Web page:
Collage glues together numerous
Calder, The Only Only Bird
The Phillips Collection
© The Calder Foundation
Collage comes from the
French word “to glue” and, in the broadest sense,
means an assembly of diverse fragments or elements. In art, literature,
music and other disciplines, collage has been related to modernism
in a widespread way for more than 50 years.
Prompted by a unique partnership between the University of Virginia
and the Phillips Collection in Washington, collage will be looked
at from many perspectives in numerous academic courses, exhibitions,
programs, films, performances and events around Grounds this spring.
A major focus of the initiative is an exhibition of collage works
from the 1920s through 1960s at the U.Va. Art
Museum. “American Collage” features works on special
loan from the Phillips Collection, including those by Alexander
Caulder, Arthur B. Davies, Albert Eugene Gallatin and Robert Motherwell.
These will hang alongside collage works from the museum’s
permanent collection by Joseph Cornell, Conrad Marca-Relli, Louise
Nevelson, Adja Yunkers and Andy Warhol.
Gates, director of the Phillips, said, “American Collage”
is the first opportunity in which works from the Phillips Collection
can be the “kernel around which a wide variety of research
and academic discourse can take place.
“I am pleased that such a distinguished university and academics
are interested in talking about the kinds of things we are interested
in,” he said.
The U.Va. Art Museum’s leadership role in the initiative
is a reflection of its role as an interdisciplinary center on
Grounds, said Jill Hartz, the museum’s director. “Together,
works from the two collections show a history of American modernism.”
Matthew Affron, curator of the exhibit and assistant professor
of art history, shaped the exhibit with the goal of integrating
it into a new course for undergraduate art history and American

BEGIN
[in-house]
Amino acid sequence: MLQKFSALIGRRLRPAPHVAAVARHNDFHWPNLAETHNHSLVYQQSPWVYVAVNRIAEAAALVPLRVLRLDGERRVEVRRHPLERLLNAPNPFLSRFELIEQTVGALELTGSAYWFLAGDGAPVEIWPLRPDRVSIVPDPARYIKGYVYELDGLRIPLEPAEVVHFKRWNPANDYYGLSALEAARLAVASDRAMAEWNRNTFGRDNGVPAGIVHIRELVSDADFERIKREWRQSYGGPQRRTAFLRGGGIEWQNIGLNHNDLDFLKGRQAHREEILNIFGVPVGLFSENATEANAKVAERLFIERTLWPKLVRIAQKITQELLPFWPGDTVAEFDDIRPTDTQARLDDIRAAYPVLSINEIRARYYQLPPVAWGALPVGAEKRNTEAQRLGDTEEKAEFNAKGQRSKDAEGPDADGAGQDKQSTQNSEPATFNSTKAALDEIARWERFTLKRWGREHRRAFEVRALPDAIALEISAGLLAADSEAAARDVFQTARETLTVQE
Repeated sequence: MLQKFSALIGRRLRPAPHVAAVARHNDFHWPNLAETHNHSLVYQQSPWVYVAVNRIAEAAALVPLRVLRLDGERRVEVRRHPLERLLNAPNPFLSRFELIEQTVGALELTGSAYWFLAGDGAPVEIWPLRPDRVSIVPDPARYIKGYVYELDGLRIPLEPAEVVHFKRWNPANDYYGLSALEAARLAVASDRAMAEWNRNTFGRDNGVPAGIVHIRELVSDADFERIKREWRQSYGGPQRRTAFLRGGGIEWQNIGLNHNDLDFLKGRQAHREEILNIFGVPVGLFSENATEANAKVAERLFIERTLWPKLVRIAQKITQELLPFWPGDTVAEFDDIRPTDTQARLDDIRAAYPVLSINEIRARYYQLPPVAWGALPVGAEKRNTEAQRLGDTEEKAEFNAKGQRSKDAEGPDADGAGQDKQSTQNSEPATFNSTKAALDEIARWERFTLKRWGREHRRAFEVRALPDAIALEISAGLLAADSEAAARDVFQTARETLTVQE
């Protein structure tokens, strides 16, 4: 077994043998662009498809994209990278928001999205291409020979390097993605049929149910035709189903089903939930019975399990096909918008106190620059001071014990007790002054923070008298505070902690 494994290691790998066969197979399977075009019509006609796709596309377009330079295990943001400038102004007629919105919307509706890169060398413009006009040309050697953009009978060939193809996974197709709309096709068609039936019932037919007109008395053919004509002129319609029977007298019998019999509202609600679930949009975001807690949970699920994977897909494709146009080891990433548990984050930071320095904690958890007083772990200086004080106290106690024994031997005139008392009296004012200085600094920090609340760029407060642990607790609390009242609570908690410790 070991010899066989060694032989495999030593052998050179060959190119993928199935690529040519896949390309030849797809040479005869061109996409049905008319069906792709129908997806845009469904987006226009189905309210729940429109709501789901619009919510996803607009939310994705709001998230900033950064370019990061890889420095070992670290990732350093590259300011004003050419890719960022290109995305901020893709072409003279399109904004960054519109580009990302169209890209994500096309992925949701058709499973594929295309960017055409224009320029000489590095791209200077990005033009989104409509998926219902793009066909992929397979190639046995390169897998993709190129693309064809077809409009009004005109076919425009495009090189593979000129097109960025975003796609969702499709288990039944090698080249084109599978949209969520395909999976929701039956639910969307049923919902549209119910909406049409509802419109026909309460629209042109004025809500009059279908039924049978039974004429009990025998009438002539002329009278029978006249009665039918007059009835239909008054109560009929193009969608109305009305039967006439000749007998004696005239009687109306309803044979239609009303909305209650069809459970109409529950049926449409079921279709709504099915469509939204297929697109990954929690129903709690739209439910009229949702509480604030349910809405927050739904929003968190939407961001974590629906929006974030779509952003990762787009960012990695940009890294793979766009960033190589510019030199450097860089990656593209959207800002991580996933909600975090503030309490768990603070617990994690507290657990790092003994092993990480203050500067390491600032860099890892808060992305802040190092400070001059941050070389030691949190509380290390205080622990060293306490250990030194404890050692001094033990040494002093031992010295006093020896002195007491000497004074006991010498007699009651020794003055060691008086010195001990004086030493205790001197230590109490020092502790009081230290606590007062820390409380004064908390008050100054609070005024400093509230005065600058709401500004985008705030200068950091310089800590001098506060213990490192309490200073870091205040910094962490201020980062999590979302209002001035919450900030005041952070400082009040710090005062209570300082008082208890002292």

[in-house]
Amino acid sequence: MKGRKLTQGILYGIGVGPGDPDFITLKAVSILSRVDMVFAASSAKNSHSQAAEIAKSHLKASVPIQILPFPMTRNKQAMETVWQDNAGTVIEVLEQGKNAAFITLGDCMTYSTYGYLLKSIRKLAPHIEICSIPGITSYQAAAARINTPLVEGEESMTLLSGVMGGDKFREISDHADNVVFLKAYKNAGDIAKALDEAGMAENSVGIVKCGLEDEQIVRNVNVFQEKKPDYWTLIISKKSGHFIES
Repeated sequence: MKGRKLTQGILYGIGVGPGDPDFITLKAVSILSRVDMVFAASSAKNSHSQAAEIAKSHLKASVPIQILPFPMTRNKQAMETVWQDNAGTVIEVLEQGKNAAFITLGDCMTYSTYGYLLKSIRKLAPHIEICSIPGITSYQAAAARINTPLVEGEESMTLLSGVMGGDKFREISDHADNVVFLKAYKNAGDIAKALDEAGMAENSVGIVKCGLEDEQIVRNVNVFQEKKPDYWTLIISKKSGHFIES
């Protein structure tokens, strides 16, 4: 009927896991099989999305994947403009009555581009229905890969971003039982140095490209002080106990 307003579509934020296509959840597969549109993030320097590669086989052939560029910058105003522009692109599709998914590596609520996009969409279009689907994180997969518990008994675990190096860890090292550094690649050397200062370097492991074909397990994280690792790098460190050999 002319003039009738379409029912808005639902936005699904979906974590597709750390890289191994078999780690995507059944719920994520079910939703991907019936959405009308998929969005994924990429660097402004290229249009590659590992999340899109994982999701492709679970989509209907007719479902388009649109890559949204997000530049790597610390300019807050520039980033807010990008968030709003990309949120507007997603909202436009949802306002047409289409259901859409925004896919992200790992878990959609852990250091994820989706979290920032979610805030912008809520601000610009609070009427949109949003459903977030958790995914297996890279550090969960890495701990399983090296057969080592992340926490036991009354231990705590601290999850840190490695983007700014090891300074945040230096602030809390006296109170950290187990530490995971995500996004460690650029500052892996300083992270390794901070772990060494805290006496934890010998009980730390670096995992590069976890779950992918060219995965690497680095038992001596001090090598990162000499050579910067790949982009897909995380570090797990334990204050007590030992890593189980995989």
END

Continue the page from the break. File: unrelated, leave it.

Studies students that he is co-teaching with Stephen Cushman,
English professor and director of the American Studies program.
“‘Collage’ breaks down traditional boundaries
and makes connections among people in the creative world,”
said Affron. “The worlds of visual arts and literature intersect
in compelling ways in the ’20s through the ’60s.”
The introduction of visual literacy and the language of collage
will develop a deeper experience and appreciation of what the
students are studying, Cushman said.
“One could say the whole [American Studies] major is a collage,”
he said. “Instead of approaching the curriculum vertically,
the program slices horizontally, touching on many disciplines,
including African-American studies, religious studies, the arts,
humanities, studies in women and gender, technology, the social
sciences as well as environmental sciences.”
The exhibit will also have an impact on other courses and outreach
programs related to education, film and video, and new media,
as well as the spring offerings of the Virginia Film Society.
Additionally, students from American Studies professor Alan Howard’s
fall class in Web design are working with the art museum to develop
a “virtual exhibit to survive the museum exhibit,”
said Howard. “It will be set up to be used as an educational
resource for teachers and others.”
Plans are already on the horizon for the next loan from the Phillips.
The collection’s leadership in research, education and digital
initiatives, closely parallels work being done by the University’s
undergraduate, graduate and faculty scholars; educational and
outreach programs; and the digital work at the Institute for Advanced
Technology in the Humanities – just some of the ways the
partnership will be strengthened, said College Dean Edward Ayers.
“I hope this is just the beginning of a long term and broad
relationship,” said Ayers.